Rehabilitation of surgical cancer patients at University of Texas M. D. Anderson Cancer Center

Authors

  • Rajesh Yadav MD

    Corresponding author
    1. Department of Palliative Care and Rehabilitation Medicine, Section of Physical Medicine and Rehabilitation, University of Texas M. D. Anderson Cancer Center, Houston, Texas
    • Assistant Professor, Department of Palliative Care and Rehabilitation Medicine, Section of Physical Medicine and Rehabilitation, University of Texas M. D. Anderson Cancer Center, 1515 Holcombe, Unit 8, Houston, TX 77030. Fax: 713-792-6092.
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Abstract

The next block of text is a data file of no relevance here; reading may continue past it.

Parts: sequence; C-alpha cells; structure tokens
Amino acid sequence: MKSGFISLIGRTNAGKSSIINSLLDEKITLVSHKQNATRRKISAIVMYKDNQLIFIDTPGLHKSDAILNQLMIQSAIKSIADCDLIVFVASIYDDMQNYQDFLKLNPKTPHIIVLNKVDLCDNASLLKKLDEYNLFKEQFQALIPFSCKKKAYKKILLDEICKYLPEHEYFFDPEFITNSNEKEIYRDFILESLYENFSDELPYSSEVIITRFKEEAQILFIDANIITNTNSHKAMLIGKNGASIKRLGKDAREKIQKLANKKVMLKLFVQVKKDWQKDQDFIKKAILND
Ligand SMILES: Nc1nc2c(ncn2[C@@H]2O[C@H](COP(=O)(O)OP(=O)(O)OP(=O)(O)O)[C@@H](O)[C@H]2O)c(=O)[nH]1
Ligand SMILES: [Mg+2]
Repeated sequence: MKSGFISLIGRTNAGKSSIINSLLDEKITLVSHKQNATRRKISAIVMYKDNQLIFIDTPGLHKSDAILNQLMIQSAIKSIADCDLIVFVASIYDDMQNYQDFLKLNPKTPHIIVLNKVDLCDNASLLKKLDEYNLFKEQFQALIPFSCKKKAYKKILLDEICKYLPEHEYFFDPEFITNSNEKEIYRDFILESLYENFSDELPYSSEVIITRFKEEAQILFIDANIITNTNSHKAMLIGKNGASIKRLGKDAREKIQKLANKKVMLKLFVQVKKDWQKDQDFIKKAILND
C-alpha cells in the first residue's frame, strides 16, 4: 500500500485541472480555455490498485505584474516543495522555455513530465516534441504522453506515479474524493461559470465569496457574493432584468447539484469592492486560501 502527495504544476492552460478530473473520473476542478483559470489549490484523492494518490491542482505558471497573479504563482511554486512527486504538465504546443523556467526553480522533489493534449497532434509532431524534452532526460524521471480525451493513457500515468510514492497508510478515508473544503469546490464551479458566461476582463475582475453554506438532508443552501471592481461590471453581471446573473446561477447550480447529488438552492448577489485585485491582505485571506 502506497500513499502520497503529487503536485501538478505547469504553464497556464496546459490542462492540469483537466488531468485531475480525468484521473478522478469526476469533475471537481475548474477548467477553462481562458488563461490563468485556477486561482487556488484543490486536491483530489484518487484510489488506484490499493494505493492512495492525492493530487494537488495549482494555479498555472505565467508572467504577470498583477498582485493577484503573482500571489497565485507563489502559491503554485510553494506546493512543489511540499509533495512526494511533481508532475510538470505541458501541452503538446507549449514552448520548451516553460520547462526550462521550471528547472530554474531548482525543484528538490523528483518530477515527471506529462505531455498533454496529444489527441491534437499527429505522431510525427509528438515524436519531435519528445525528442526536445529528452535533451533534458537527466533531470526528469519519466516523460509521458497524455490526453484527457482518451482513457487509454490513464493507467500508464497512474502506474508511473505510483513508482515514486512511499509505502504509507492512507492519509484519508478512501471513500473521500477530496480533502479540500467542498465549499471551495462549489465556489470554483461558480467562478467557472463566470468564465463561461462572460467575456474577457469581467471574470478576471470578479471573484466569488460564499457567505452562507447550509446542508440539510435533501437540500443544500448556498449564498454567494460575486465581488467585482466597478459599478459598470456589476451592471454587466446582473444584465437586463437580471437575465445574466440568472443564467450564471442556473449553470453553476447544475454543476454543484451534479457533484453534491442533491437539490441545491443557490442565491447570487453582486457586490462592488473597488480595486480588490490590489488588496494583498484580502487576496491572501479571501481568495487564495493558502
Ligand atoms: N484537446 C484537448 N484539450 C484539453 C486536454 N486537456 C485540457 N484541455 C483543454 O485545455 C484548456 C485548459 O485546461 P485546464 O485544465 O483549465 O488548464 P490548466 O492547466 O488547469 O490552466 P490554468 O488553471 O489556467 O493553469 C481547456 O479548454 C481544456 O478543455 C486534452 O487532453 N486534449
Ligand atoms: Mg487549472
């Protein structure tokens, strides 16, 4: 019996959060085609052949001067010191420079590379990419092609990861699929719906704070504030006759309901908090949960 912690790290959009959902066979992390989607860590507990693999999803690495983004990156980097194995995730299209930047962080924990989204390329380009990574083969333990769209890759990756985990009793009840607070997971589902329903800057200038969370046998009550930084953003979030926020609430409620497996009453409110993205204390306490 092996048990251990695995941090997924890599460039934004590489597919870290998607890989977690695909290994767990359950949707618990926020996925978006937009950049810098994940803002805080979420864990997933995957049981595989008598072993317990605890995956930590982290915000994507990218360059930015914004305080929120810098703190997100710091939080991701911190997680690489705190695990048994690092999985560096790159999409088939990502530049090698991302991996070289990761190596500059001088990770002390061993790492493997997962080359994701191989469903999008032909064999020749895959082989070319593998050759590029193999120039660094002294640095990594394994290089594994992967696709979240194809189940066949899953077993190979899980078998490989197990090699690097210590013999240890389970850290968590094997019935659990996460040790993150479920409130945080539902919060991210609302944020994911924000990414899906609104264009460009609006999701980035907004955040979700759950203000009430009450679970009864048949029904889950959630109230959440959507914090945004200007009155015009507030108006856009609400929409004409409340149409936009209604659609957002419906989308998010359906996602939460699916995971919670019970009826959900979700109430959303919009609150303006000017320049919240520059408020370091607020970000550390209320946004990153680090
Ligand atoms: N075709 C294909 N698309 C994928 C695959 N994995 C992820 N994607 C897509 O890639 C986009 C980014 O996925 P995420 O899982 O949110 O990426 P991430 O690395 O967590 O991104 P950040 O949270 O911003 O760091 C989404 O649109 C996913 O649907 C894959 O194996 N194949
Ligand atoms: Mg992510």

With early detection and treatment, survival rates for many types of cancer have improved. Long term survivors have number of issues, which can include functional deficits, pain, fatigue, lymphedema and altered bowel and bladder function. Simple activities such as mobility and the ability to perform self care can be limited. In addition, re-integration into society with activities such as driving, social interaction and return to work are often problematic. The goal of cancer rehabilitation is to improve quality of life by minimizing disability and handicap caused by cancer and associated treatments. Initial rehabilitation interventions usually occur in an inpatient setting as patients often experience a decline in functional status due to cancer progression and or surgical treatment. Rehabilitation interventions reduce the debility and functional deficits and add to the quality of life for cancer patients undergoing surgical treatments. The rehabilitation team can assist not only with acute decline in functional status but also with re-integration back in society. Both general and specific rehabilitation interventions based on diagnoses are reviewed. J. Surg. Oncol. 95:361–369. © 2007 Wiley-Liss, Inc.

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